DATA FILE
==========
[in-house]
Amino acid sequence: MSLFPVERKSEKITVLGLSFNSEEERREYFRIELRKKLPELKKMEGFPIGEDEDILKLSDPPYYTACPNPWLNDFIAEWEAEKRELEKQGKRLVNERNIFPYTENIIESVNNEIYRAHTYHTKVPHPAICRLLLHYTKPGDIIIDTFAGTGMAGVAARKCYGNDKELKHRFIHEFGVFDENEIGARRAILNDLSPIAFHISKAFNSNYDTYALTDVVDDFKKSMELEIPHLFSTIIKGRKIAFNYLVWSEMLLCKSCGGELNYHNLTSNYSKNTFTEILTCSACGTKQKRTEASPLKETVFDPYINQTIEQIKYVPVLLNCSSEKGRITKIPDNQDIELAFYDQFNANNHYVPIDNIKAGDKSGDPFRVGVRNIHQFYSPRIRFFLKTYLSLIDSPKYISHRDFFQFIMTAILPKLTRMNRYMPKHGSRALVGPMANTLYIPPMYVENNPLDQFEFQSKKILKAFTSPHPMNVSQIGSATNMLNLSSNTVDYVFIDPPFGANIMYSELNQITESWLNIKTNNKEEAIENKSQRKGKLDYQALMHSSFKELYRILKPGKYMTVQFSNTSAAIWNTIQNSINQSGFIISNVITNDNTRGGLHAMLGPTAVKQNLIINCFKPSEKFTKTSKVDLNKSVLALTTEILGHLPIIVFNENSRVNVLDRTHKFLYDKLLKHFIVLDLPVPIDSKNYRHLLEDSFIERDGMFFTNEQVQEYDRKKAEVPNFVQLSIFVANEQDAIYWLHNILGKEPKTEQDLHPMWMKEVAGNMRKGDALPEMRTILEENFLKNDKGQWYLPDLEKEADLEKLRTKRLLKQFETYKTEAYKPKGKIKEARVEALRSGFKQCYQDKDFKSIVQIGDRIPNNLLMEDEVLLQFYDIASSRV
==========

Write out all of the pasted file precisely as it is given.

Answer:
[in-house]
Amino acid sequence: MSLFPVERKSEKITVLGLSFNSEEERREYFRIELRKKLPELKKMEGFPIGEDEDILKLSDPPYYTACPNPWLNDFIAEWEAEKRELEKQGKRLVNERNIFPYTENIIESVNNEIYRAHTYHTKVPHPAICRLLLHYTKPGDIIIDTFAGTGMAGVAARKCYGNDKELKHRFIHEFGVFDENEIGARRAILNDLSPIAFHISKAFNSNYDTYALTDVVDDFKKSMELEIPHLFSTIIKGRKIAFNYLVWSEMLLCKSCGGELNYHNLTSNYSKNTFTEILTCSACGTKQKRTEASPLKETVFDPYINQTIEQIKYVPVLLNCSSEKGRITKIPDNQDIELAFYDQFNANNHYVPIDNIKAGDKSGDPFRVGVRNIHQFYSPRIRFFLKTYLSLIDSPKYISHRDFFQFIMTAILPKLTRMNRYMPKHGSRALVGPMANTLYIPPMYVENNPLDQFEFQSKKILKAFTSPHPMNVSQIGSATNMLNLSSNTVDYVFIDPPFGANIMYSELNQITESWLNIKTNNKEEAIENKSQRKGKLDYQALMHSSFKELYRILKPGKYMTVQFSNTSAAIWNTIQNSINQSGFIISNVITNDNTRGGLHAMLGPTAVKQNLIINCFKPSEKFTKTSKVDLNKSVLALTTEILGHLPIIVFNENSRVNVLDRTHKFLYDKLLKHFIVLDLPVPIDSKNYRHLLEDSFIERDGMFFTNEQVQEYDRKKAEVPNFVQLSIFVANEQDAIYWLHNILGKEPKTEQDLHPMWMKEVAGNMRKGDALPEMRTILEENFLKNDKGQWYLPDLEKEADLEKLRTKRLLKQFETYKTEAYKPKGKIKEARVEALRSGFKQCYQDKDFKSIVQIGDRIPNNLLMEDEVLLQFYDIASSRV